Daniel Lee is a district manager for Starbucks. He loves his job, and he’s good at it (as he himself says). Yet again, he volunteered his time with United Way the other week to support Emerging Leaders in hosting a Winter Wonderland for 50 families struggling to get out of poverty. The native San Franciscan sits down to share his experience as an active volunteer with UWBA.
The great thing about getting older is, as you get older, you define success differently. When I was younger it was all about making more money and somehow title and promotion became important. Now in my life, I define success as how many people I get to help and how many lives I get to impact. And the moment that that changed for me, that is when my life changed for the better.
I have been in operations for almost twelve years now. Part of the reason I stay in operations is not to get results but to develop people. In my role I get to develop people to be better in their jobs. I get to develop people to promote to the next level, whatever is important to them. If they need more money to support their family, I help them to have a better income. That has been my role for the last twelve years and I love it, and I’m good at it. Now working with United Way, I get to take that and do the same thing in the community. Currently, we’re working with youth to help them get their first jobs so that on their resumes, it isn’t just school activities but a barista role, and then slowly growing and moving forward. It is just a continuation of what I love to do and why I stay in the roles that I stay in.
Two years ago I was fortunate enough to win the United Way Believe award. That was an amazing experience, not because of the recognition but because we were able to tell our Starbucks story and inspire other companies to come along and it is more switching to a sustainable impact–helping people get jobs, bettering their lives, aligning our community work with the mission of United Way. There is an initiative called the 100K Opportunity where the top US companies are coming together and have committed to hiring 100,000 16-24 year olds that are not in school and not working right now. The work that they’re doing mirrors the exact work that we’ve been doing in San Francisco with United Way, so that’s been very impactful.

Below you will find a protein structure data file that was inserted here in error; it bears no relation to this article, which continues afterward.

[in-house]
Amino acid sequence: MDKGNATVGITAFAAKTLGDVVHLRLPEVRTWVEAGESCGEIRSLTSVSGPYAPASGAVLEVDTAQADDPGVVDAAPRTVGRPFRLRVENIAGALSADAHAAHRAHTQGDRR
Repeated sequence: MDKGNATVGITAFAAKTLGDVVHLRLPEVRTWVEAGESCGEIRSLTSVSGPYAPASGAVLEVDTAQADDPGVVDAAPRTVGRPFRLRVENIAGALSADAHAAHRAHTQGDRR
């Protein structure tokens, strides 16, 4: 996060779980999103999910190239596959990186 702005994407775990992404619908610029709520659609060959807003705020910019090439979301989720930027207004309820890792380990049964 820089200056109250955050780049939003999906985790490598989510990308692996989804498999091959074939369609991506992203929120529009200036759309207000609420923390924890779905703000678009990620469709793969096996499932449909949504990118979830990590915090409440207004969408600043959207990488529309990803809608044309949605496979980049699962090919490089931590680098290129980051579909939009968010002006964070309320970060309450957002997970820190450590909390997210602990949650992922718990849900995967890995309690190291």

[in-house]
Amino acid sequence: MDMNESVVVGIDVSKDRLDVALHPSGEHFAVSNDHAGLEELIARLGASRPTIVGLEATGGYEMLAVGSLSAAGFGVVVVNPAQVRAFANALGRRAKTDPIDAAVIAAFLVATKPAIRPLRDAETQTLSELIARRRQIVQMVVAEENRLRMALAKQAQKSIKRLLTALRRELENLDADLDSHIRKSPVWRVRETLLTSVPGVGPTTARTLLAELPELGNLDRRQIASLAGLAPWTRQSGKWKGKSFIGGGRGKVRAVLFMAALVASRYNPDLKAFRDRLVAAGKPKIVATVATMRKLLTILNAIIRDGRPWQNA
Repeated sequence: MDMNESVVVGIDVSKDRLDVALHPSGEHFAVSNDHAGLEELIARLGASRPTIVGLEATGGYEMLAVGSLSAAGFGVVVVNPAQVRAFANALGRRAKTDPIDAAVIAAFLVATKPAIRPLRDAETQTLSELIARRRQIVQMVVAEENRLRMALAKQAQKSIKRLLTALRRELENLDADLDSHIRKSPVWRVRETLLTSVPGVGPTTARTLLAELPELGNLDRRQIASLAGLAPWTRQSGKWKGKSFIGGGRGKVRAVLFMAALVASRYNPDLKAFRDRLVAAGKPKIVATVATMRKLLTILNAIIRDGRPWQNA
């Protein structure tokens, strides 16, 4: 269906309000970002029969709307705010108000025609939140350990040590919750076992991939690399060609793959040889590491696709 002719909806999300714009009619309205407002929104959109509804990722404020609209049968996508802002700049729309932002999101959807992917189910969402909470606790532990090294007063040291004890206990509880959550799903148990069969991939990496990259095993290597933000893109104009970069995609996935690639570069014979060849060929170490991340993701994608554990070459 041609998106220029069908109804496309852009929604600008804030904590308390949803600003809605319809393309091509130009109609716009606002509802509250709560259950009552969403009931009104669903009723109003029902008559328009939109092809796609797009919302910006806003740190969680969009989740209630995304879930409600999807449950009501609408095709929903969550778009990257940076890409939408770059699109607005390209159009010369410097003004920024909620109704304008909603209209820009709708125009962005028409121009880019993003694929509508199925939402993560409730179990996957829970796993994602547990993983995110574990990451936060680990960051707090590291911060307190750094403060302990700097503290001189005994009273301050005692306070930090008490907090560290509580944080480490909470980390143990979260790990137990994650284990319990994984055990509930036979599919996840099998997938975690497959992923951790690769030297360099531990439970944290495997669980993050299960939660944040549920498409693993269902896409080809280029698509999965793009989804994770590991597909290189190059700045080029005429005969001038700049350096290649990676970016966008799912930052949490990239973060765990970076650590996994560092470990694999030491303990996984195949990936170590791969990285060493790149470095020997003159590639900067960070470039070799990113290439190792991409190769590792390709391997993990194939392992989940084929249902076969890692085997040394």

I tell people all the time that I’m born and raised in San Francisco. I went to a lot of the public schools that these youth currently go through, so I know what they go through. So it is my way to give back to the city. I love United Way because the work that they do is truly impactful and meaningful. They help people get their first jobs, they help people who need financial support through the SparkPoint organization. So it is truly staying close to the work and it is impactful work and work that makes a huge difference.
I would recommend it and they do support it. Events in which my family can attend, my peers, and the baristas at Starbucks as well come out in full force. The great thing about United Way is that the work that they do spans a lot of areas. So if you want to help with youth literacy, there are jobs for that. If you want to help with job readiness, there are events for that. You guys do work with financial support and for food banks as well. So whatever your passion is, there is an avenue for that. That is what makes this organization great.
I think there is a point right now in San Francisco where the first step is to help you get your first job. But there is this next level of work that needs to be done, providing them the reading, comprehension, and leadership skills to not just stay a barista at Starbucks, but to move up to a supervisor, assistant, store manager or district manager one day. That is something we want to work on and focus on in the upcoming years. Yes, we have gotten over 200 youth their first jobs in Starbucks, but now it is getting them to develop in their role.
One of the great opportunities of working as a barista at Starbucks is that we have our College Achievement Plan where youth can get a free college education through Arizona State University. As long as they’re employed with us 20 hours or more, we will take care of their education. So that is kind of the first step of leveraging that to have it full circle. It is not just getting a job, but getting a college education that will help you in the future. It is something that we just started a year and a half ago and we have more and more baristas every quarter taking advantage of it because it gives them flexibility. They can work and go to school and as expensive as college is now and how impacted some of the programs are, doing it online through a division one Arizona State University is a big deal.